HEBRON, West Bank (AP) — Jewish seminary students shot and killed a Palestinian on Tuesday, sparking fierce riots in which Israeli troops killed two Palestinians and injured dozens. It was the West Bank’s worst violence in months.
The rioting in Hebron raged for more than five hours, with hundreds of protesters hurling stones and firebombs at the Israelis, who fired back tear gas and rubber bullets.
In Jerusalem, Prime Minister Benjamin Netanyahu called for Israeli security forces and Palestinian police to cooperate in restoring calm and warned that one more major terrorist attack could scuttle the peace process.
Palestinian police tried to prevent the protests from spilling over from the Palestinian-controlled part of the city into the enclave still held by Israel, where the shooting occurred — only to be pelted with stones by their own people.
The violence in Hebron — where 500 Jewish settlers live in uneasy coexistence with 130,000 Palestinians — came amid Arab dismay over the failure of Monday’s summit between President Clinton and Netanyahu to break the deadlock.
The Israeli leader, however, insisted that “interesting ideas” on how to restart talks had come out of the Washington summit. Further progress, he said, depended on the prevention of further violence.
Although Tuesday’s fighting was the bloodiest, Palestinians and Israeli soldiers have battled in the streets of the West Bank almost daily since Israel broke ground March 18 for the Har Homa housing project in east Jerusalem, the sector Palestinians want as their capital.
In Washington, Clinton urged both sides to prevent the violence from stopping progress toward peace. “We’ve just got to keep going,” he said Tuesday.
House Speaker Newt Gingrich, speaking to a pro-Israel lobby, blamed the crisis on Arafat, saying the Palestinian leader was an active accomplice in a campaign of “terror and coordinated propaganda” that was aimed at defeating Israel.
Netanyahu accuses Arafat of orchestrating the riots and authorizing militant attacks, including a suicide bombing in Tel Aviv last month that killed three Israeli women.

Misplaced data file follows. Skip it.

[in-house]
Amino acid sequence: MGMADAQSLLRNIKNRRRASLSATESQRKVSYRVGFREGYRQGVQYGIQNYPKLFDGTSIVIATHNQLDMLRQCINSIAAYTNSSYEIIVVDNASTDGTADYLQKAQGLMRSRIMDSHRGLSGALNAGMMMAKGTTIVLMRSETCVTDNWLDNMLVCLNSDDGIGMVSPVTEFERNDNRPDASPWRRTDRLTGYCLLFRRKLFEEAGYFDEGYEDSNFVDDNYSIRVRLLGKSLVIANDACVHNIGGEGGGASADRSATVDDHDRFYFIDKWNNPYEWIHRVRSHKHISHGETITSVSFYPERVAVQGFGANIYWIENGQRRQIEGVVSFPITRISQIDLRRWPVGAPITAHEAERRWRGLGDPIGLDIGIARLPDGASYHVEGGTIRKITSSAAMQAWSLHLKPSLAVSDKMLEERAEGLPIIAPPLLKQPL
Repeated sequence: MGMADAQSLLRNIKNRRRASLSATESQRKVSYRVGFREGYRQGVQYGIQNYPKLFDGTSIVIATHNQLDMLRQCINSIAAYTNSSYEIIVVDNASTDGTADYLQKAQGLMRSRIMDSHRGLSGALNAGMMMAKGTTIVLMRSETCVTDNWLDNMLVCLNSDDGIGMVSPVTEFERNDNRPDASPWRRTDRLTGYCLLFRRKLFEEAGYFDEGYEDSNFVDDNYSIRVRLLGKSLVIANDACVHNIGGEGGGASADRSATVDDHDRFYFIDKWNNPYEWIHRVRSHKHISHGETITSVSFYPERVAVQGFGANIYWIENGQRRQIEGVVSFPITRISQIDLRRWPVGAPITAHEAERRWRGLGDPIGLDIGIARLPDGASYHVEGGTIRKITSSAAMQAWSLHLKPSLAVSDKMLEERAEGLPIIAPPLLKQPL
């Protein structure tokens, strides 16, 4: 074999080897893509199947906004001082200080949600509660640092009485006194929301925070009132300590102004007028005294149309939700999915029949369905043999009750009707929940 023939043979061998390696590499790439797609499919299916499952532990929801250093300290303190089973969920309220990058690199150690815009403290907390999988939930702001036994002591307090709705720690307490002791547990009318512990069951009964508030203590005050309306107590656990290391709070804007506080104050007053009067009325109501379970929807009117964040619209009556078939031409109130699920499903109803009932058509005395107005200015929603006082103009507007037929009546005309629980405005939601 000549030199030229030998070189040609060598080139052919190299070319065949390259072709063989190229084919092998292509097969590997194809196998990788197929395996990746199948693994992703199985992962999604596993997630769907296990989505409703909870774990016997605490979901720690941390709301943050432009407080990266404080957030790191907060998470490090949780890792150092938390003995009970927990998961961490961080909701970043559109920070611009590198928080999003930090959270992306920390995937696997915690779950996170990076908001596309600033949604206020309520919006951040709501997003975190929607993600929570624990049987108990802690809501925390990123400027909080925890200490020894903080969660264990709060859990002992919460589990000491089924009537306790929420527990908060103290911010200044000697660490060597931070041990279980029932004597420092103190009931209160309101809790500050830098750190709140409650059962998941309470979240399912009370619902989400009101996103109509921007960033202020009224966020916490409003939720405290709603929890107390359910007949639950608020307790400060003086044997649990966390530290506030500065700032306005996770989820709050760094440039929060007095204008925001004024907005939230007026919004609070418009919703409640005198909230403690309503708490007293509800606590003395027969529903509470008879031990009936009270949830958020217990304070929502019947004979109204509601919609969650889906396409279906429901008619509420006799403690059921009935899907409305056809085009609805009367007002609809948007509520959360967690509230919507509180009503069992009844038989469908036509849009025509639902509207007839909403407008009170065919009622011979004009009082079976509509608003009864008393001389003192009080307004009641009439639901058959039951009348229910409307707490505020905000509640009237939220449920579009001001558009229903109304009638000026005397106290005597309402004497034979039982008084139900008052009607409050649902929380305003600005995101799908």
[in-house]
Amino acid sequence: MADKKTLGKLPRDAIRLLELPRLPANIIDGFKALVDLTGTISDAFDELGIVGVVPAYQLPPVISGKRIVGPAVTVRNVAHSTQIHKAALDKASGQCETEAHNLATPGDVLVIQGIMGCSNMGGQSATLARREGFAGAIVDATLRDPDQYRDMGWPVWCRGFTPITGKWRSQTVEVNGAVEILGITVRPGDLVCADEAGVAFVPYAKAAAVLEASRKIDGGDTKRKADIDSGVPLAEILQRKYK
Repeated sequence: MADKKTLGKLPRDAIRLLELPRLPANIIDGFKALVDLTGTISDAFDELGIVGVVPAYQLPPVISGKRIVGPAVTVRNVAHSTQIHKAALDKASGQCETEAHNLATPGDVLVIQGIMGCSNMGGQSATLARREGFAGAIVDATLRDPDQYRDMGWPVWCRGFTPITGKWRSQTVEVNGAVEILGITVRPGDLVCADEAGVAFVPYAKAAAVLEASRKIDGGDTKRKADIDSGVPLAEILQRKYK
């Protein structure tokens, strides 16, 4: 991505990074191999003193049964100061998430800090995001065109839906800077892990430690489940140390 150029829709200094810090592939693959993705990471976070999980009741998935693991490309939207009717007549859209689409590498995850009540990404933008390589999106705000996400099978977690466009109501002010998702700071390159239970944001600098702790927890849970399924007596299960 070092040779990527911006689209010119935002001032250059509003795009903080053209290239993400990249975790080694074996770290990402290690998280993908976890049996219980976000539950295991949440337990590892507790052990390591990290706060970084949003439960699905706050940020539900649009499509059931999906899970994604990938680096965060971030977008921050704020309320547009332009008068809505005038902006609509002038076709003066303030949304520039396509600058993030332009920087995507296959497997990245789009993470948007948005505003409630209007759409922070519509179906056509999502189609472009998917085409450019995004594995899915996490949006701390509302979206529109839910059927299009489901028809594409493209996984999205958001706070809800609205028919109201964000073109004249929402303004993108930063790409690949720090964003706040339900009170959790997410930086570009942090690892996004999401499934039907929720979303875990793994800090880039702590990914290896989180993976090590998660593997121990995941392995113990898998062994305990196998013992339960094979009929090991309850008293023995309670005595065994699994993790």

Arafat spokesman Marwan Kanafani accused Netanyahu of having “blood on his hands” after Tuesday’s shootings. Arafat himself, speaking before the shooting, said Netanyahu’s refusal to suspend settlement building means “he does not want peace.”
The Supreme Court removed the last legal challenge to the project on Tuesday, rejecting a Jewish land owner’s attempt to prevent Israel from confiscating his 140 acres — about one-third of the construction site.
There were conflicting reports about the shooting in Hebron.
Palestinians said the attack was unprovoked, while Israelis insisted it was brought on by Palestinians who sprayed two Jewish seminary students with tear gas as they walked to the Tomb of the Patriarchs. Both students had tear gas burns, police spokeswoman Linda Menuchin said.
The students opened fire with Uzi submachine guns, Hebron police commander Benny Baharon said. One shot hit Assam Rashid Arafeh, 23, in the chest, killing him, Palestinian police and hospital workers said.
Israel Radio reported that a police investigation found the students — identified as Tomer Deel and Zeev Mok — had acted in self-defense. Police still were investigating whether they shot with the intent to kill.
Palestinians angered over the shooting lobbed gasoline bombs and rocks, injuring at least five Israeli soldiers and several Palestinian policemen.
Israeli troops fired tear gas and rubber bullets, wounding about 100 Palestinians. Seven of them remained hospitalized Tuesday night.
Yacoub Julani, 16, died in surgery with the metal kernel of a rubber bullet lodged in his brain. Later, 3,000 people attended his funeral, some crying out “Rebel!” and “God is great.”
A 24-year-old man wounded in the clashes died after hours in a coma, also from a rubber bullet that pierced his eye and brain, hospital workers said.
The rioting was the deadliest since September when 80 people died in brawls that deteriorated into gun battles between Palestinian police and Israeli soldiers.